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Helena Carter
Helena Carter from Kiss Tomorrow Goodbye.jpg
Helena Carter in the trailer for
Kiss Tomorrow Goodbye (1950)
Helen Rickerts

(1923-08-24)August 24, 1923
New York City, U.S.
DiedJanuary 11, 2000(2000-01-11) (aged 76)
Alma materHunter College
Columbia University
Spouse(s)Michael Meshekoff (1953–1997)

Helena Carter (born Helen Rickerts, August 24, 1923 – January 11, 2000) was an American film actress in the 1940s and 1950s who is best known for her work in the film Invaders from Mars as Dr. Patricia Blake. From 1947 to 1953 she would appear in 13 films, during which time she also worked as a model.[1]

Early years

Carter was born in New York City,[2] and her family was of Scottish descent. She graduated from Hunter College and attended graduate school at Columbia University, studying for a teaching degree.[3] She later said her ambition was to be a teacher and marry a college professor.[4]

During this period she worked as a fashion model, which led to her becoming a cover girl. She first modeled sports clothes at Conover, where she became friends with Betsy Drake.[4]


Carter was visiting friends at Universal Studios when spotted by producer Leonard Goldstein. Universal signed her to a seven-year contract in 1946.[5] "I just happened to visit the studio at a good time, I guess", she later said.[4]

Her first film role was a small part in Time Out of Mind in 1947,[2] which starred Ella Raines and Phyllis Calvert.[4] According to Filmink "Carter has poise and beauty, but her inexperience is most evident in her speaking voice – she enunciates like someone who has been to finishing school. However, she already demonstrates what would be more notable attributes – her beauty, spark and intelligence, and her ability to focus her eyes on the person she was performing a scene with."[1]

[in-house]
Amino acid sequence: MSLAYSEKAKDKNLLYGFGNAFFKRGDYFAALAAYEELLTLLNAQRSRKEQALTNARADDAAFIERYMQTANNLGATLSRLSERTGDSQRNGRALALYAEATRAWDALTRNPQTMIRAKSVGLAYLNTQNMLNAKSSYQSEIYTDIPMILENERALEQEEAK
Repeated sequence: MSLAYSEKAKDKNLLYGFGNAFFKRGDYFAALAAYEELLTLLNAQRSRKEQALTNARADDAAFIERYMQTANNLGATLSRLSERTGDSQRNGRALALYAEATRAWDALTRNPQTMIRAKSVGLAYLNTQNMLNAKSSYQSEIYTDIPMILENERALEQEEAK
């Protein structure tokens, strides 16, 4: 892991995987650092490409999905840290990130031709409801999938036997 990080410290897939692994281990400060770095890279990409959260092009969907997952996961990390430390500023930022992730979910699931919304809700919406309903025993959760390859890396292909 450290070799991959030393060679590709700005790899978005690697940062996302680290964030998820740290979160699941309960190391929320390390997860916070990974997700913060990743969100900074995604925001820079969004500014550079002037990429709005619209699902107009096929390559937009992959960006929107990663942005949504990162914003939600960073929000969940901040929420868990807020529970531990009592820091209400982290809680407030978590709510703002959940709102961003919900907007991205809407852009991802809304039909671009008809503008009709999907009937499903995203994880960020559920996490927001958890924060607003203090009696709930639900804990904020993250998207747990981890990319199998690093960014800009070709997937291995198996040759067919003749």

Universal put Carter in Something in the Wind (1948) with Deanna Durbin. In April 1947 she was loaned out for Intrigue (1948), her biggest part yet, billed third after George Raft and June Havoc.[6] According to Filmink her performance in the latter "helped establish what would be her stock in trade character – a good girl sexually attracted to the bad boy hero; moral, but not a stick in the mud; intelligent and spirited."[1]

Back at Universal she was in River Lady (1948) vying with Yvonne de Carlo for Rod Cameron. That film was shot in July 1947.[7] She did not work again until June 1948. In August 1949 Hedda Hopper reported that Carter became "a little difficult to handle after her first picture. She turned down a part in an Abbott and Costello film, and got the silent treatment from the studio for the year. She finally saw the light, started co operating."[8]

The film that brought her back was being cast as Douglas Fairbanks Jr's love interest in The Fighting O'Flynn (1949), made for Fairbanks' company but released through Universal.[9] Fairbanks took an option on her to for two more films.[4] In 1948 she appeared on the cover of Life.[10]

In June 1948 she told an interviewer, "Cameras don't frighten me even if I have freckles. But I still talk too fast. Sound men tear their hair out when I speak my first words in a picture. They are polite but very firm as they say, between clenched teeth, 'Slow down, Miss Carter, slow down.'"[4]

Conflict with Universal

Carter turned down the part of Richard Long's wife in Ma and Pa Kettle in October 1948; Meg Randall played the role.[11] In November Hedda Hopper reported that Carter wanted out of her Universal contract six months ago, and would get it if she paid back all the salary she had received since September. Hopper reported that the studio got enough money out of her loan outs to Fairbanks and Raft to cover two years of her pay.[12] Filmink suggested Carter knew how good she was and wanted better roles. But Universal executives weren't about to let any uppity ex model college grad tell them what to do and slapped her down."[1] However she stayed with Universal. In July 1949 Carter replaced Dolores Hart in East of Java[13] which became South Sea Sinner (1951). Carter and Shelley Winters reportedly feuded on set, although both denied it.[14][15] She followed it with the female lead in Double Crossbones (1950), a comedy with Donald O'Connor.

Final Films